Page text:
Christian Apologetics by Douglas Groothuis Pt. 2

Groothuis, Douglas. Christian Apologetics: A Comprehensive Case for Biblical Faith. Downers Grove: IVP Academic, 2011. 752 pp. $40.00. Purchase at Amazon for much less.


Dr. Douglas Groothuis is professor of philosophy at Denver Seminary and also teaches the same subject at Metropolitan State College of Denver. He has written some ten works involving a Christian philosophy, apologetic, and worldview. Two of his works that have impacted me are Truth Decay and On Jesus. This particular work is what could be considered his magnum opus.

This review is the second part of a two part review.  You can read the first review that covers Parts one and three of the work here.  This review will cover the more extensive part two that deals with the nuts and bolts arguments for the Christian faith.


Part two of Christian Apologetics is a fourteen chapter, 450-page section that states the case for Christian Theism.  Each chapter gives a sound introduction to a particular philosophical argument for or against Christianity.  The first chapter is a treatise seeking to defend theistic argumentation in general.  Chapters ten and eleven discuss the ontological and cosmological arguments for the existence of God.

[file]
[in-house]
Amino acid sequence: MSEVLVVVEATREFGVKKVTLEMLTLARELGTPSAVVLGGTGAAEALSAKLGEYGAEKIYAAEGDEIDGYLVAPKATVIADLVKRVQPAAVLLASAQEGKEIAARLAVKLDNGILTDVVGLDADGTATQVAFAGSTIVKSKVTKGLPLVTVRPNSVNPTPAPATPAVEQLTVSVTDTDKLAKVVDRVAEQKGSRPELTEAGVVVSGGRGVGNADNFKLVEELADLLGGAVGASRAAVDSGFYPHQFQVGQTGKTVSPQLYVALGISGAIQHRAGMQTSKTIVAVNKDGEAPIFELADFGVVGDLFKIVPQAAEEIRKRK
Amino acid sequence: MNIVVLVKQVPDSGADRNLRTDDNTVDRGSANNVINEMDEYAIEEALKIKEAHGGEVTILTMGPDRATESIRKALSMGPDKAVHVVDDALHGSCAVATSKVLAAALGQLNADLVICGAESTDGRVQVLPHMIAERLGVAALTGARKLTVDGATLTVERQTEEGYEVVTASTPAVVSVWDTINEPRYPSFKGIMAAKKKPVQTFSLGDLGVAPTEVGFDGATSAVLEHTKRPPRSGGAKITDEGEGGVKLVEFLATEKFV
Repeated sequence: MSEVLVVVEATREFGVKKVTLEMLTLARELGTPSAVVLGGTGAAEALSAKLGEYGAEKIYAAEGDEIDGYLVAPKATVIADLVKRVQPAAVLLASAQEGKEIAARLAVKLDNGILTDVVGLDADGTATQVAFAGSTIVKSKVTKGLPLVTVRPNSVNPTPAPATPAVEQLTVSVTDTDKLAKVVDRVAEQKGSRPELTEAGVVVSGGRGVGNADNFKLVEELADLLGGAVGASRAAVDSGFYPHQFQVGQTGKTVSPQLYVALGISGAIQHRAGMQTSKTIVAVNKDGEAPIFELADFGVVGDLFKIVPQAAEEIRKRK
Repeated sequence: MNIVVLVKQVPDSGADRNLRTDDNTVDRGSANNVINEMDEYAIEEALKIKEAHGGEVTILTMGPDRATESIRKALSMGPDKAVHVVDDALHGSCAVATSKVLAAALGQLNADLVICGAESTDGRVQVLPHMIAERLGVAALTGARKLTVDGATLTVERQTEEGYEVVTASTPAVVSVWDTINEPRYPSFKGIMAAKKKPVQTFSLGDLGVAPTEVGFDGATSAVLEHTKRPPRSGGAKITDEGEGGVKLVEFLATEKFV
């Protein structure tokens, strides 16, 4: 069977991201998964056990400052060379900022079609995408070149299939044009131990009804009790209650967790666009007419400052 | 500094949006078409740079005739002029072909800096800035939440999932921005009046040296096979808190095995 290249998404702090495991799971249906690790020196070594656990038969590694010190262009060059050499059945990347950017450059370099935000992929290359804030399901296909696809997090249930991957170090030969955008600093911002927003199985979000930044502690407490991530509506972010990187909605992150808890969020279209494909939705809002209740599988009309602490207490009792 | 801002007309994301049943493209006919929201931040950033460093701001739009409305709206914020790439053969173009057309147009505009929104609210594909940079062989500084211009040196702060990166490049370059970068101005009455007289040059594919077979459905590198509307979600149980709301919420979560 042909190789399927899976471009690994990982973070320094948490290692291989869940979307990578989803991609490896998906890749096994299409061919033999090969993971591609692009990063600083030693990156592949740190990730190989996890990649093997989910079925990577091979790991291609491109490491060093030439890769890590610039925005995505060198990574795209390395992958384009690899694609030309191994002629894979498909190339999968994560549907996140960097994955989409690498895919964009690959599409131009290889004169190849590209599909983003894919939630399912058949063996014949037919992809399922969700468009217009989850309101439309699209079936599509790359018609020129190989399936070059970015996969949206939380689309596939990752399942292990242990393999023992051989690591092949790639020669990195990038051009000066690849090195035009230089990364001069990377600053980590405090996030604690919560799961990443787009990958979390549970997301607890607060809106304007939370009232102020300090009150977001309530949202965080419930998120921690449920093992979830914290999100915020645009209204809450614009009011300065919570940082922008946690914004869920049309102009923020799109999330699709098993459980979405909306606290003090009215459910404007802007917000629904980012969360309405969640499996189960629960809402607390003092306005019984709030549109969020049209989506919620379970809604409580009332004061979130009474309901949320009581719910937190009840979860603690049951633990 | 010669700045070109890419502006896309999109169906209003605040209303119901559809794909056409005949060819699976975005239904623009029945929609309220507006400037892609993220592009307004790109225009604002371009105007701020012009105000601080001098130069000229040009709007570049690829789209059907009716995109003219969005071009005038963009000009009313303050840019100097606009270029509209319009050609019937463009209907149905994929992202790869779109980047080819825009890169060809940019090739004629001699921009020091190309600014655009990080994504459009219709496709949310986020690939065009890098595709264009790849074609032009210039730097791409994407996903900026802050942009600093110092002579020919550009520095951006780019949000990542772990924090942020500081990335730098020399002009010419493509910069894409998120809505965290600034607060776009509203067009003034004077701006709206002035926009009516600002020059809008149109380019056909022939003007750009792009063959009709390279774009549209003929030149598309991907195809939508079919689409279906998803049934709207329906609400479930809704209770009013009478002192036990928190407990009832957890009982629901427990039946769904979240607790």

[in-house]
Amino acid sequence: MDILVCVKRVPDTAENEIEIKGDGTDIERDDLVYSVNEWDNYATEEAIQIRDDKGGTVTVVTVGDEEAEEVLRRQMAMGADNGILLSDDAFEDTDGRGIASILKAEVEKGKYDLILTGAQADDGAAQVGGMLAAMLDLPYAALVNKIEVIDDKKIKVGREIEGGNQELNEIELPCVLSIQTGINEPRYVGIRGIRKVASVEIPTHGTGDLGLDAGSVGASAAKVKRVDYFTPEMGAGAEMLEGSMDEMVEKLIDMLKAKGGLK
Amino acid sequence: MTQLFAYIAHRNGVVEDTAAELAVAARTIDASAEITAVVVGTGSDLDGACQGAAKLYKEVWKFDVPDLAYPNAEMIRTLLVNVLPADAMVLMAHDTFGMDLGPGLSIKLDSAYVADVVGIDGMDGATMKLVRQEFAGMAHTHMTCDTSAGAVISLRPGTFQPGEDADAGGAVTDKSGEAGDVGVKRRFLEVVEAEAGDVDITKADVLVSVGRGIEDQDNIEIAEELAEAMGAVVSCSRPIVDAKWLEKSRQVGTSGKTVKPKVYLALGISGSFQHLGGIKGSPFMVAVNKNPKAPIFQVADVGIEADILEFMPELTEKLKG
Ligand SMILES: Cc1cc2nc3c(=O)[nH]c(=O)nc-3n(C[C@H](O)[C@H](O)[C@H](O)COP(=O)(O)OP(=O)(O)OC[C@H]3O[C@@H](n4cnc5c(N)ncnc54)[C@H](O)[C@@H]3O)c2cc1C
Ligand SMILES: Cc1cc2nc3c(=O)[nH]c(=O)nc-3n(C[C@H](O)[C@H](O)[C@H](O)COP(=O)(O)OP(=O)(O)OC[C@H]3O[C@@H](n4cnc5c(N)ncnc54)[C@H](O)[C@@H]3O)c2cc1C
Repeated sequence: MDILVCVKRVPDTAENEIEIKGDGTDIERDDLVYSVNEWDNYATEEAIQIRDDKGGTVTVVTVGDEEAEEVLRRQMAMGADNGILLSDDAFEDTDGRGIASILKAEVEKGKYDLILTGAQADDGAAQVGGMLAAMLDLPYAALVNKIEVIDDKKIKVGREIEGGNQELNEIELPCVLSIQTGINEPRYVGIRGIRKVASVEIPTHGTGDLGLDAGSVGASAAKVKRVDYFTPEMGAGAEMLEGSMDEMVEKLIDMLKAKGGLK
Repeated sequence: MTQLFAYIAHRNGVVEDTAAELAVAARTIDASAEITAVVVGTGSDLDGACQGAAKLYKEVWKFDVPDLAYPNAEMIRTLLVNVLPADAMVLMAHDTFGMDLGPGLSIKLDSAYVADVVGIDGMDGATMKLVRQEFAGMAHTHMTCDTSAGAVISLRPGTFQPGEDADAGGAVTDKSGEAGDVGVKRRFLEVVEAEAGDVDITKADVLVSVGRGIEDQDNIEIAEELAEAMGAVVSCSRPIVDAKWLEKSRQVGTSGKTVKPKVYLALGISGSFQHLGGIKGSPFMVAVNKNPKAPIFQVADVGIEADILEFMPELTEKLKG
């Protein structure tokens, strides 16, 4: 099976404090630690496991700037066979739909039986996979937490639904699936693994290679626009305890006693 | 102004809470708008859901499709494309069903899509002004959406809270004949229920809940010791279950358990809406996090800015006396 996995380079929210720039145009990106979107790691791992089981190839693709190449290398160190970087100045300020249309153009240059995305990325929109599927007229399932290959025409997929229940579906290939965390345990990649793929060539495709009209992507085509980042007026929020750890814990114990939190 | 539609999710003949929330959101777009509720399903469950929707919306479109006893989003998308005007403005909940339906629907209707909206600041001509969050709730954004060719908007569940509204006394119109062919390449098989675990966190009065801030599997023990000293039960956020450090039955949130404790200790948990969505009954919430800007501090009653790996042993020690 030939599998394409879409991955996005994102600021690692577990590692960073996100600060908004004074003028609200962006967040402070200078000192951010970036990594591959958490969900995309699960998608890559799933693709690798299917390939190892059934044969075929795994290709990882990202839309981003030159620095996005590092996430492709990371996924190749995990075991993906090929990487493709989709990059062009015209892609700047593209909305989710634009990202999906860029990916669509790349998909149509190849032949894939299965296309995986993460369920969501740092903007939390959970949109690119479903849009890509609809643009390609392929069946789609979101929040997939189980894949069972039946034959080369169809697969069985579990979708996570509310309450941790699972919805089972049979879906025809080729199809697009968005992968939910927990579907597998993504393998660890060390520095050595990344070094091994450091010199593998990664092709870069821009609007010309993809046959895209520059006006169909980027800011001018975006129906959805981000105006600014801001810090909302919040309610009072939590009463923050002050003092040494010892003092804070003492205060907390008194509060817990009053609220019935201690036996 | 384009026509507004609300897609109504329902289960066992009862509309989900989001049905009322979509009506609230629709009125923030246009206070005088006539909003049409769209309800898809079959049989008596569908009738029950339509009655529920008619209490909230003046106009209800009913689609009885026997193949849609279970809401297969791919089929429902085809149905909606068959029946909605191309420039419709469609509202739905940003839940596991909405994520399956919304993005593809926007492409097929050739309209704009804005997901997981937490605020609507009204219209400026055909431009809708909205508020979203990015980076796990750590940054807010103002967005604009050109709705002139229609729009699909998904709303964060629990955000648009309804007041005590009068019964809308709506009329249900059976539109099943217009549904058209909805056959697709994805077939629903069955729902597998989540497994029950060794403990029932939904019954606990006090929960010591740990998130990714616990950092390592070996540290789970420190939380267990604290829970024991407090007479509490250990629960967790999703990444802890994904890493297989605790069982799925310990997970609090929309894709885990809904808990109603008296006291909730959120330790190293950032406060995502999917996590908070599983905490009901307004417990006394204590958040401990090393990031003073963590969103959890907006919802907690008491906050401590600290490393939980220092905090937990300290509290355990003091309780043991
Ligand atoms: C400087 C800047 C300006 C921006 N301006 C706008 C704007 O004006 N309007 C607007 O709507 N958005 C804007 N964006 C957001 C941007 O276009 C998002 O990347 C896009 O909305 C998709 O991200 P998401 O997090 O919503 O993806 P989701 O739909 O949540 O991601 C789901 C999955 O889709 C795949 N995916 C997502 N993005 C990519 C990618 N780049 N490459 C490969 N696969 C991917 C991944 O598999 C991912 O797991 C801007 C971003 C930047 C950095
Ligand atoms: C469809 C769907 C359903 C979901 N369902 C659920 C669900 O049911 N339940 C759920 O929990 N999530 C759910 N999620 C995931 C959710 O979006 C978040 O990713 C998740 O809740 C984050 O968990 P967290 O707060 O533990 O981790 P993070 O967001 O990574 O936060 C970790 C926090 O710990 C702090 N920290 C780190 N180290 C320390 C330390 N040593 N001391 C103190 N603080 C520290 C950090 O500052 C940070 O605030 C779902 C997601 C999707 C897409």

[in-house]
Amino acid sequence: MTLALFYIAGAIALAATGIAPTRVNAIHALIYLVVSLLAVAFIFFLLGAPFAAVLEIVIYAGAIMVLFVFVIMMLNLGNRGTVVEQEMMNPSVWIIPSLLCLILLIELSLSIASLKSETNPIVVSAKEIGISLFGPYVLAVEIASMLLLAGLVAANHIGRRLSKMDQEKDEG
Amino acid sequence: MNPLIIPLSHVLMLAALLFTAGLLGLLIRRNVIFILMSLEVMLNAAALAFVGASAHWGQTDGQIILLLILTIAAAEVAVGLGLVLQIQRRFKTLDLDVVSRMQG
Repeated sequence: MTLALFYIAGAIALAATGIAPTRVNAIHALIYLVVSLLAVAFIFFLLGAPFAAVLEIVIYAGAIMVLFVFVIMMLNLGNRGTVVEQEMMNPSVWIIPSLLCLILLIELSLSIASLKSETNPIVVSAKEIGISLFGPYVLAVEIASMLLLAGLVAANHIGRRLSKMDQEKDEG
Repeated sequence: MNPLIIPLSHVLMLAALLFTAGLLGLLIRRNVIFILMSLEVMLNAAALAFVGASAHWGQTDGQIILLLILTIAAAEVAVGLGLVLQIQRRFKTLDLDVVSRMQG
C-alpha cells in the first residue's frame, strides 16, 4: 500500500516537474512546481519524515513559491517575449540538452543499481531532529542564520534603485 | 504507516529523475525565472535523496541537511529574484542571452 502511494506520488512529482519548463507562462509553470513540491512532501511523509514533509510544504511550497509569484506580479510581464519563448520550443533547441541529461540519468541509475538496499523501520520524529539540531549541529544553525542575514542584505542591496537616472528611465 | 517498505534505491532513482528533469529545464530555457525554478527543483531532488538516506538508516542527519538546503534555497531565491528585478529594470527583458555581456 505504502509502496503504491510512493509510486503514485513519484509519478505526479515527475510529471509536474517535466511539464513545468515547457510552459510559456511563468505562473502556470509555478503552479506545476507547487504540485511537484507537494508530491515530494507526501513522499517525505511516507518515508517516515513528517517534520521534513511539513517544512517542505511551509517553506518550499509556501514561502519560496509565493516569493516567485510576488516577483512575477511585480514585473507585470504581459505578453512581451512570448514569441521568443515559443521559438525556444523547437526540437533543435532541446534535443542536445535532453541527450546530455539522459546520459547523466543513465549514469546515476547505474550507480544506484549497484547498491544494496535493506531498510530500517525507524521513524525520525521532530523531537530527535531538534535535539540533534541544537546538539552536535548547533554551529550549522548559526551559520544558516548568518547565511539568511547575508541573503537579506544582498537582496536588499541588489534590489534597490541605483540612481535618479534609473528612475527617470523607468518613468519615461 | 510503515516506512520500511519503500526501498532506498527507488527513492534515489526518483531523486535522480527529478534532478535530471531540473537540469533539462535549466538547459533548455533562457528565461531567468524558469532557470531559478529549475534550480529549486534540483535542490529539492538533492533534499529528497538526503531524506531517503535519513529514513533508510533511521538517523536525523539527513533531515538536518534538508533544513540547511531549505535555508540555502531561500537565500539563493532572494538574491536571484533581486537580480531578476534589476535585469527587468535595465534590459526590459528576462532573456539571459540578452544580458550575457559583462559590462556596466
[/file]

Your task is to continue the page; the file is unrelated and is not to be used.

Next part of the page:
Chapters 12-14 can be set aside as one major discussion on the origin of everything.  Chapter 12 is the design argument while chapter 13 brings Darwinism into the discussion with chapter 14 offering the evidence for intelligent design.  Chapter fifteen transitions the reader to the moral argument while chapter sixteen looks at the tough argument from religious experience.